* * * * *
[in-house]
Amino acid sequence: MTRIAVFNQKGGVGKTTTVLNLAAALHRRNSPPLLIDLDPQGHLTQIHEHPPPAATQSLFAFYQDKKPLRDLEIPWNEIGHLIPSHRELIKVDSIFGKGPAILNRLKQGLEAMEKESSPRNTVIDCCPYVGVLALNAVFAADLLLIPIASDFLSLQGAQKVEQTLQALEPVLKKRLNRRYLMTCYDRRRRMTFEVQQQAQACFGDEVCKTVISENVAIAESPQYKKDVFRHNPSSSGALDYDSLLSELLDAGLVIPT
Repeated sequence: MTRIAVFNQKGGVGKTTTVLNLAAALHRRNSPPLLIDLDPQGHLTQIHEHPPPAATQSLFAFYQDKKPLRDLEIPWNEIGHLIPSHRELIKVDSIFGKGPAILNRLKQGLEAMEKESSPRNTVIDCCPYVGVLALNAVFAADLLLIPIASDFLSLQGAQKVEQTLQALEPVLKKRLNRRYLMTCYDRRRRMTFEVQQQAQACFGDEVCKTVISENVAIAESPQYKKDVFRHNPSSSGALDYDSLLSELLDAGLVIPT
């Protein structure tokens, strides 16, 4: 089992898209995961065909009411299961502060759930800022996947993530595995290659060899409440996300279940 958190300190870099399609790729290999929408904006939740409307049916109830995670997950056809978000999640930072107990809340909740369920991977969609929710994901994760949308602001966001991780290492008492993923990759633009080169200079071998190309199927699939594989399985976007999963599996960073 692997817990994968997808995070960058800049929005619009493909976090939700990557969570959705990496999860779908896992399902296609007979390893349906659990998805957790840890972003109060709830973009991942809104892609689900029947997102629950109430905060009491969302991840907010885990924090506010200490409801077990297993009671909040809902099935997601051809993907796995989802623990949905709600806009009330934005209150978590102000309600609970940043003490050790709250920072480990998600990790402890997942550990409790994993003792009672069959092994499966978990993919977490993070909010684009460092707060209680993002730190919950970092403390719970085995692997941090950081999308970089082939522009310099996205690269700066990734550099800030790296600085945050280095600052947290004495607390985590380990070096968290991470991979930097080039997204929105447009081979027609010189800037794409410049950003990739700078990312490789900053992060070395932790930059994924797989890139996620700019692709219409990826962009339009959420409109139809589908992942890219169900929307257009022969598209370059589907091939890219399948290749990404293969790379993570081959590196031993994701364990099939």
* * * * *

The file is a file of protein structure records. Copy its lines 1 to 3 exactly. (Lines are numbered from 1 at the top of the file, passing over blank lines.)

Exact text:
[in-house]
Amino acid sequence: MTRIAVFNQKGGVGKTTTVLNLAAALHRRNSPPLLIDLDPQGHLTQIHEHPPPAATQSLFAFYQDKKPLRDLEIPWNEIGHLIPSHRELIKVDSIFGKGPAILNRLKQGLEAMEKESSPRNTVIDCCPYVGVLALNAVFAADLLLIPIASDFLSLQGAQKVEQTLQALEPVLKKRLNRRYLMTCYDRRRRMTFEVQQQAQACFGDEVCKTVISENVAIAESPQYKKDVFRHNPSSSGALDYDSLLSELLDAGLVIPT
Repeated sequence: MTRIAVFNQKGGVGKTTTVLNLAAALHRRNSPPLLIDLDPQGHLTQIHEHPPPAATQSLFAFYQDKKPLRDLEIPWNEIGHLIPSHRELIKVDSIFGKGPAILNRLKQGLEAMEKESSPRNTVIDCCPYVGVLALNAVFAADLLLIPIASDFLSLQGAQKVEQTLQALEPVLKKRLNRRYLMTCYDRRRRMTFEVQQQAQACFGDEVCKTVISENVAIAESPQYKKDVFRHNPSSSGALDYDSLLSELLDAGLVIPT